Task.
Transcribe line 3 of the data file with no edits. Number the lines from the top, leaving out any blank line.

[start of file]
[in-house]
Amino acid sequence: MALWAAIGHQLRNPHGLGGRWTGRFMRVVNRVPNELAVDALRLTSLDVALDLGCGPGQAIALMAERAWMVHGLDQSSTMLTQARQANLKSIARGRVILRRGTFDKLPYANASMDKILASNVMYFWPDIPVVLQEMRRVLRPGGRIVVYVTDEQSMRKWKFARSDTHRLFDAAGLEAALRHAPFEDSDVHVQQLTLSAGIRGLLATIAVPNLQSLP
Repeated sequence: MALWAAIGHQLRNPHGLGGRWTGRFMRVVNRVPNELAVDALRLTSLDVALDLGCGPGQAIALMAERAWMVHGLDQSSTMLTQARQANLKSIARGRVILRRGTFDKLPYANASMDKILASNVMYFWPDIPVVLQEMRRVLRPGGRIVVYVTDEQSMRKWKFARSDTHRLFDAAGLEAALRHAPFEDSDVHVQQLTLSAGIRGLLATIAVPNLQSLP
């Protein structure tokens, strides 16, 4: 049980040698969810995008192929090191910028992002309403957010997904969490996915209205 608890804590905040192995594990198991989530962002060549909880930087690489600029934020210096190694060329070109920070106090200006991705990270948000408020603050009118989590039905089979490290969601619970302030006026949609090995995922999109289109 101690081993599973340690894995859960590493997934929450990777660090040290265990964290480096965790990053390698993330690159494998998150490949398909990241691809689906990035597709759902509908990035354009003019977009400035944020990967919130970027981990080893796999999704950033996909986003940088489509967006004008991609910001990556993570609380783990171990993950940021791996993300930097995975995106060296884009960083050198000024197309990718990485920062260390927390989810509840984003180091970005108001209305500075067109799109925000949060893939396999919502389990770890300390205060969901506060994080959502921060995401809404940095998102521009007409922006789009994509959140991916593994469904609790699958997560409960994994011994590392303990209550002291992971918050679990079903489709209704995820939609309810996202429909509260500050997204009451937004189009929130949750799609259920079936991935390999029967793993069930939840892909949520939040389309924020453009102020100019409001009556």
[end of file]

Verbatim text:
Repeated sequence: MALWAAIGHQLRNPHGLGGRWTGRFMRVVNRVPNELAVDALRLTSLDVALDLGCGPGQAIALMAERAWMVHGLDQSSTMLTQARQANLKSIARGRVILRRGTFDKLPYANASMDKILASNVMYFWPDIPVVLQEMRRVLRPGGRIVVYVTDEQSMRKWKFARSDTHRLFDAAGLEAALRHAPFEDSDVHVQQLTLSAGIRGLLATIAVPNLQSLP